The schema sources are the starting point of the design, and design structure can be influenced by: (i) choices you make during schema selection, and (ii) the root elements you select in the schema.
The selection of the schema for a new SPS file can be done in the following ways:
1.Click File | New and directly select a schema source to add via one of the methods (except New (empty)) available in the menu that pops up.
2.Click File | New, select New (empty) from the menu that pops up. After the new SPS is created and displayed in the GUI, in the Design Overview sidebar, select the Add New Schema command. This pops up a a menu listing the methods you can use to add different types of schemas (screenshot below). Each command in this menu is described in the sub-sections of this section.
The schema source can be selected from a file, from a DB, or be an XBRL taxonomy or user-defined. An important point to consider is whether you will be using global templates, and whether elements you wish to create as global templates are defined as global elements in the schema. When adding a DTD from file, remember that all elements defined in the DTD are global elements. When adding an XML Schema from file, it is worth checking what elements are defined as global elements and, should you wish to make any change to the schema, whether this is permitted in your XML environment. When a DB is selected, during the import process, you can select what tables from the DB to import. This selection determines the structure of the XML Schema that will be generated from the DB.
|Note:||You can select multiple schemas, of which one schema is designated the main schema (right-click the schema in the Design Overview sidebar and select Set As Main Schema). The document node of the main schema is the entry point of the main template. The selection and presence of subsidiary schemas in the schema sources enable nodes from these schemas to be included in the design.|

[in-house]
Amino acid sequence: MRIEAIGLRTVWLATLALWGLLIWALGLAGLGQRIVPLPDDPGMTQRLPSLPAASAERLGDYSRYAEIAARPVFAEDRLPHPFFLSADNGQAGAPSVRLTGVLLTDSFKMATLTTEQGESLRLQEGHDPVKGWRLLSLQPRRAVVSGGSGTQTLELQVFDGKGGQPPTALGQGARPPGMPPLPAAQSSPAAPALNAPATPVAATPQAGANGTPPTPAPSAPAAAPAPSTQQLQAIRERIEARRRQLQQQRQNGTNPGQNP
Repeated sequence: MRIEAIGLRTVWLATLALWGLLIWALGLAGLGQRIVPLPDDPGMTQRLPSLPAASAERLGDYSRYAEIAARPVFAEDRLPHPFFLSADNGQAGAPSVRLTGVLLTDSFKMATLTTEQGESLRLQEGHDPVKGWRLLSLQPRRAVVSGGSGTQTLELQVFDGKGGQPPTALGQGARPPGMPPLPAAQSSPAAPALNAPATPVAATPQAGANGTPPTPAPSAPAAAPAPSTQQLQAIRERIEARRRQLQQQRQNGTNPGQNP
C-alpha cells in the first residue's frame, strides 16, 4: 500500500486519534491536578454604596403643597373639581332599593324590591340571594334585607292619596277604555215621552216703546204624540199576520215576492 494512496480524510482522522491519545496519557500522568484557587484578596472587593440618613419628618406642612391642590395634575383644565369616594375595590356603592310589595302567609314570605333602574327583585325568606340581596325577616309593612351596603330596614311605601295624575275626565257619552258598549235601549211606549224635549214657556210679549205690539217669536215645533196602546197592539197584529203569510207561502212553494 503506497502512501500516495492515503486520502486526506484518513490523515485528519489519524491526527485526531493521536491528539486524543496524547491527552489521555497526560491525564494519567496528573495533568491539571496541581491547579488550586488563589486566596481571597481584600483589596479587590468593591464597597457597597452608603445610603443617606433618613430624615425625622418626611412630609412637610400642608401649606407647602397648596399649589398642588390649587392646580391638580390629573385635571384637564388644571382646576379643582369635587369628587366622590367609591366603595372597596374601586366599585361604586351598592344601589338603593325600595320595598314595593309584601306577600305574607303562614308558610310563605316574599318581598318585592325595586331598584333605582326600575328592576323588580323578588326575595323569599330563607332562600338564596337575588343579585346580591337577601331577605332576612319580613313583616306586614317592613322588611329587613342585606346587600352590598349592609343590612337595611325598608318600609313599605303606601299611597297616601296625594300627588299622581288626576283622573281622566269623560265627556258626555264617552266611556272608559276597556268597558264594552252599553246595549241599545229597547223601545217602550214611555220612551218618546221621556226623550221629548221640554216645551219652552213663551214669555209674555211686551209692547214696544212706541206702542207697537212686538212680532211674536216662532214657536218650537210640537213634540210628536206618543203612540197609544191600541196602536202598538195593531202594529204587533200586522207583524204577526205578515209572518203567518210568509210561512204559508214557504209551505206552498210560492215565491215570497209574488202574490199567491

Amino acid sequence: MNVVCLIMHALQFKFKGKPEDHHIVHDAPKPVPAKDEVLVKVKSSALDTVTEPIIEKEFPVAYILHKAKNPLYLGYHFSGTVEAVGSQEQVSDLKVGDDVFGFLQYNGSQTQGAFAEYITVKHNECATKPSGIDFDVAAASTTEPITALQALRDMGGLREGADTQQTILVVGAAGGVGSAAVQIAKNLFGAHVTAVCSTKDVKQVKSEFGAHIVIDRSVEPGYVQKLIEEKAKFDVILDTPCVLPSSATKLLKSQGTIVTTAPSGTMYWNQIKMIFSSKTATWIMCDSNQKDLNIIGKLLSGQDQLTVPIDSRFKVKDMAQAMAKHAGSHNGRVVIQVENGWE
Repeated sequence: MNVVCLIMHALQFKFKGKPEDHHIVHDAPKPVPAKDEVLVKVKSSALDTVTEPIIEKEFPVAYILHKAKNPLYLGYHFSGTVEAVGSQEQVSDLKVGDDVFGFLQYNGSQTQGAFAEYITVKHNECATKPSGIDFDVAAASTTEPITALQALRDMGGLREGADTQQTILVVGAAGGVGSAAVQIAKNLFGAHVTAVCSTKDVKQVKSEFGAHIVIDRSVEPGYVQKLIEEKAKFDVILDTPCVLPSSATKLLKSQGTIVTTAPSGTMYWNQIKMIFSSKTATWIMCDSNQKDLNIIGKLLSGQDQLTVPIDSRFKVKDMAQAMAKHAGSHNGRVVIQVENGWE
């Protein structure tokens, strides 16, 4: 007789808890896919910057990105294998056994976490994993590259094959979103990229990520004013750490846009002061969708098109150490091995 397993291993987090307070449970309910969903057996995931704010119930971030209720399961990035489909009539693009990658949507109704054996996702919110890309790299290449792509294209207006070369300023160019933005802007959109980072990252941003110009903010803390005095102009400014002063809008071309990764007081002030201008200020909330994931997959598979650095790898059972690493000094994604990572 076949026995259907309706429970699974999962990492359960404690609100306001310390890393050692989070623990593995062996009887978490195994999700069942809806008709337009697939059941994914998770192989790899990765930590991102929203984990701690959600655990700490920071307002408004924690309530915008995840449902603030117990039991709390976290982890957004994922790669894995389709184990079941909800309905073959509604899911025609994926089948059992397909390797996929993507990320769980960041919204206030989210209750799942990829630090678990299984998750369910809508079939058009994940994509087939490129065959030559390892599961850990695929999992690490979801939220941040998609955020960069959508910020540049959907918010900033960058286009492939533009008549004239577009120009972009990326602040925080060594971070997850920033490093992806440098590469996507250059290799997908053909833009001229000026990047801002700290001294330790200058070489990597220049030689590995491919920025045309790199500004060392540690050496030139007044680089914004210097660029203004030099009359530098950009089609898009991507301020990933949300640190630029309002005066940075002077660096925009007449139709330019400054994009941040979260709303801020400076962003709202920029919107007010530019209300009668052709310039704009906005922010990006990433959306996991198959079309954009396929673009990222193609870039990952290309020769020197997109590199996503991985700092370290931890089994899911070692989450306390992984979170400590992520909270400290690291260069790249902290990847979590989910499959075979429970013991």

|Note:||If you wish to add a namespace to an SPS or to an XSLT stylesheet being generated from an SPS, the namespace must be added to the top-level schema element of the XML Schema on which the SPS is based.|
If a schema source has multiple global elements, then multiple root elements (document elements) can be selected for use in the design. This enables the SPS design to have templates that match multiple document elements. The advantage of this is that if an SPS, say UniversalSPS.sps, based on UniversalSchema.xsd has one template each for its two root elements, Element-A and Element-B, then this one SPS can be used with an XML instance document which has Element-A as its document element as well as with another XML instance document which has Element-B as its document element. For each XML instance, the relevant template is used, while the other is not used. This is because for the document element of each XML instance document, there is only one template in the SPS which matches that document element. For example, the document element /Element-A will be matched by the template which selects /Element-A but not by that which selects /Element-B. In this connection, it is important to remember that if multiple global elements are defined in the schema, an XML document with any one of these global elements as its document element is valid (assuming of course that its substructure is valid according to the schema).
To set up the SPS to use multiple root elements (document elements), click the button to the right of the /Root elements entry of the schema. The following dialog pops up.
The dialog lists all the global elements in the schema. Select the global elements that you wish to use as root elements (document elements) and click OK. The selected element/s will be available as root document elements and will be displayed in the Root Elements list. A template can now be created for each of these document elements. Each of these templates serves as an alternative root element template. When an XML document is processed with this SPS, only one of the alternative root element templates will be used: the one that matches the root (or document) element of the XML document.
So, when an XML document having Element-A as its document element is processed with this SPS, then the root template in the SPS that matches Element-A is triggered, while all the other root element templates in the SPS are ignored. If an XML document having Element-B as its document element is processed, then the root template in the SPS that matches Element-B is triggered, while all other root element templates in the SPS are ignored. In this way a single SPS can be used to process two or more XML documents, each of which has a different root (or document) element.